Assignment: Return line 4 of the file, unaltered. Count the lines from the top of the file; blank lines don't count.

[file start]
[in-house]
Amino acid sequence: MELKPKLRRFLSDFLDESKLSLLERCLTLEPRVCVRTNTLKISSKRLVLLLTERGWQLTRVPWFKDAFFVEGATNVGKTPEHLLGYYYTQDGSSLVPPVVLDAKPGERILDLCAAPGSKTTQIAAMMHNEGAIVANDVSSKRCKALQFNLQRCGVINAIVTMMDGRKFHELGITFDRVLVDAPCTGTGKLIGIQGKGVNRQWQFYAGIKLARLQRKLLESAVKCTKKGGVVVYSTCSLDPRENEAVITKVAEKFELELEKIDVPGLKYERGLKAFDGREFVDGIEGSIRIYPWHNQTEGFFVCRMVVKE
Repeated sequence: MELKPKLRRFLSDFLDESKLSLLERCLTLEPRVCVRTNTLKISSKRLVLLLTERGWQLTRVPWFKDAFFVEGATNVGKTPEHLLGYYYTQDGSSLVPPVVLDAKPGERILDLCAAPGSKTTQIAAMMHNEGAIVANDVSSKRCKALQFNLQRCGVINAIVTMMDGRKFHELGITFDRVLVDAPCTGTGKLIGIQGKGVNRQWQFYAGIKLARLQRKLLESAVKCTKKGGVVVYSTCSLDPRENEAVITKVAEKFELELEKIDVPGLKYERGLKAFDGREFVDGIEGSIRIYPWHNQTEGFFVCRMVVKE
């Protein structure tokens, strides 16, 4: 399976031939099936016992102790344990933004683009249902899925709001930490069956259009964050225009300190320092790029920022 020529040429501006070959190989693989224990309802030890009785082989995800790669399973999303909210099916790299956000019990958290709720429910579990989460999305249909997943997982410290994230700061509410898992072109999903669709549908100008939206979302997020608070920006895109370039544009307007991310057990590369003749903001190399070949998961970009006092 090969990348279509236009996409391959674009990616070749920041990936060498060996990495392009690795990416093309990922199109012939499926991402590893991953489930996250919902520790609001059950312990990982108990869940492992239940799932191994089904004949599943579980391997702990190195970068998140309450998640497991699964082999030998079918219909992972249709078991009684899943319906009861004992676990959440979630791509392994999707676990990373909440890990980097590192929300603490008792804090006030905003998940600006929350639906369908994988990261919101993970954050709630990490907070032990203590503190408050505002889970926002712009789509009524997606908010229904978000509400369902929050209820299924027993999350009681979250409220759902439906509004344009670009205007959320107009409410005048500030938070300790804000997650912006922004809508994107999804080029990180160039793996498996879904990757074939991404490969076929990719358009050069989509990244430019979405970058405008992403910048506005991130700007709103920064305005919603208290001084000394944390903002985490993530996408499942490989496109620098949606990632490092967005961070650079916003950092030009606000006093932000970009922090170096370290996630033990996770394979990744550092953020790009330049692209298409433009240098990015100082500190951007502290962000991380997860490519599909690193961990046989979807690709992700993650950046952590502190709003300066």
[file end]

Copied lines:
């Protein structure tokens, strides 16, 4: 399976031939099936016992102790344990933004683009249902899925709001930490069956259009964050225009300190320092790029920022 020529040429501006070959190989693989224990309802030890009785082989995800790669399973999303909210099916790299956000019990958290709720429910579990989460999305249909997943997982410290994230700061509410898992072109999903669709549908100008939206979302997020608070920006895109370039544009307007991310057990590369003749903001190399070949998961970009006092 090969990348279509236009996409391959674009990616070749920041990936060498060996990495392009690795990416093309990922199109012939499926991402590893991953489930996250919902520790609001059950312990990982108990869940492992239940799932191994089904004949599943579980391997702990190195970068998140309450998640497991699964082999030998079918219909992972249709078991009684899943319906009861004992676990959440979630791509392994999707676990990373909440890990980097590192929300603490008792804090006030905003998940600006929350639906369908994988990261919101993970954050709630990490907070032990203590503190408050505002889970926002712009789509009524997606908010229904978000509400369902929050209820299924027993999350009681979250409220759902439906509004344009670009205007959320107009409410005048500030938070300790804000997650912006922004809508994107999804080029990180160039793996498996879904990757074939991404490969076929990719358009050069989509990244430019979405970058405008992403910048506005991130700007709103920064305005919603208290001084000394944390903002985490993530996408499942490989496109620098949606990632490092967005961070650079916003950092030009606000006093932000970009922090170096370290996630033990996770394979990744550092953020790009330049692209298409433009240098990015100082500190951007502290962000991380997860490519599909690193961990046989979807690709992700993650950046952590502190709003300066």